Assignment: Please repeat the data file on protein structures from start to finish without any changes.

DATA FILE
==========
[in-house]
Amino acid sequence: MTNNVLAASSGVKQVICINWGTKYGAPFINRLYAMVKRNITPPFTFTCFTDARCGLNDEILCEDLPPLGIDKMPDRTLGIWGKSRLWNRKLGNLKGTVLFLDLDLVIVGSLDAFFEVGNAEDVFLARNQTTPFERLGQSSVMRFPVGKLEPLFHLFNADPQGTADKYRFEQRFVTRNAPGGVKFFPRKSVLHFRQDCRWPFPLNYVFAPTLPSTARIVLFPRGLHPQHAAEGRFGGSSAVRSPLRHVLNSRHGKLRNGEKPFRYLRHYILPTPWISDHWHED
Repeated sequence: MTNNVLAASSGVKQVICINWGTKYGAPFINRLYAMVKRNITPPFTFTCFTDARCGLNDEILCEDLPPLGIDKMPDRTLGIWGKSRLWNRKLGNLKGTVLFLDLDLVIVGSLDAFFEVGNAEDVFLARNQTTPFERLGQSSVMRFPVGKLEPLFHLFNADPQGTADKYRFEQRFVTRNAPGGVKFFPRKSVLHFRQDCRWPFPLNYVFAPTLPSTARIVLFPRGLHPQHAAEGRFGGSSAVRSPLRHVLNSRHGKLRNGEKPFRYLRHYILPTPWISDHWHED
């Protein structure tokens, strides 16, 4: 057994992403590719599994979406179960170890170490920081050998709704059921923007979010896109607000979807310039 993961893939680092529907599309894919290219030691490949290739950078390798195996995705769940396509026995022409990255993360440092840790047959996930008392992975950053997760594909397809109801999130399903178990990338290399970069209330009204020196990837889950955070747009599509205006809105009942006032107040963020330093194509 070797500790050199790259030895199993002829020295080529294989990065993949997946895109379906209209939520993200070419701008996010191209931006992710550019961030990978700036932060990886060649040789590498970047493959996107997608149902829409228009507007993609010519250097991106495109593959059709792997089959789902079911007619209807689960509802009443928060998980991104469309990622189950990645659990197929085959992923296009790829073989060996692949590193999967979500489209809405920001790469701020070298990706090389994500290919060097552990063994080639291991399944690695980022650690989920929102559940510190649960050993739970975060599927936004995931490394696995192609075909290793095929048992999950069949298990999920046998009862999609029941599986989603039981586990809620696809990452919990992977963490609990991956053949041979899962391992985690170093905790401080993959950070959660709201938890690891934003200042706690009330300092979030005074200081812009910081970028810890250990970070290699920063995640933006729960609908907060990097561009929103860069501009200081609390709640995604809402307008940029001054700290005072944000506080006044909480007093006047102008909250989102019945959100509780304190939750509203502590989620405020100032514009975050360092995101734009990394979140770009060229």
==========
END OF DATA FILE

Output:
[in-house]
Amino acid sequence: MTNNVLAASSGVKQVICINWGTKYGAPFINRLYAMVKRNITPPFTFTCFTDARCGLNDEILCEDLPPLGIDKMPDRTLGIWGKSRLWNRKLGNLKGTVLFLDLDLVIVGSLDAFFEVGNAEDVFLARNQTTPFERLGQSSVMRFPVGKLEPLFHLFNADPQGTADKYRFEQRFVTRNAPGGVKFFPRKSVLHFRQDCRWPFPLNYVFAPTLPSTARIVLFPRGLHPQHAAEGRFGGSSAVRSPLRHVLNSRHGKLRNGEKPFRYLRHYILPTPWISDHWHED
Repeated sequence: MTNNVLAASSGVKQVICINWGTKYGAPFINRLYAMVKRNITPPFTFTCFTDARCGLNDEILCEDLPPLGIDKMPDRTLGIWGKSRLWNRKLGNLKGTVLFLDLDLVIVGSLDAFFEVGNAEDVFLARNQTTPFERLGQSSVMRFPVGKLEPLFHLFNADPQGTADKYRFEQRFVTRNAPGGVKFFPRKSVLHFRQDCRWPFPLNYVFAPTLPSTARIVLFPRGLHPQHAAEGRFGGSSAVRSPLRHVLNSRHGKLRNGEKPFRYLRHYILPTPWISDHWHED
């Protein structure tokens, strides 16, 4: 057994992403590719599994979406179960170890170490920081050998709704059921923007979010896109607000979807310039 993961893939680092529907599309894919290219030691490949290739950078390798195996995705769940396509026995022409990255993360440092840790047959996930008392992975950053997760594909397809109801999130399903178990990338290399970069209330009204020196990837889950955070747009599509205006809105009942006032107040963020330093194509 070797500790050199790259030895199993002829020295080529294989990065993949997946895109379906209209939520993200070419701008996010191209931006992710550019961030990978700036932060990886060649040789590498970047493959996107997608149902829409228009507007993609010519250097991106495109593959059709792997089959789902079911007619209807689960509802009443928060998980991104469309990622189950990645659990197929085959992923296009790829073989060996692949590193999967979500489209809405920001790469701020070298990706090389994500290919060097552990063994080639291991399944690695980022650690989920929102559940510190649960050993739970975060599927936004995931490394696995192609075909290793095929048992999950069949298990999920046998009862999609029941599986989603039981586990809620696809990452919990992977963490609990991956053949041979899962391992985690170093905790401080993959950070959660709201938890690891934003200042706690009330300092979030005074200081812009910081970028810890250990970070290699920063995640933006729960609908907060990097561009929103860069501009200081609390709640995604809402307008940029001054700290005072944000506080006044909480007093006047102008909250989102019945959100509780304190939750509203502590989620405020100032514009975050360092995101734009990394979140770009060229």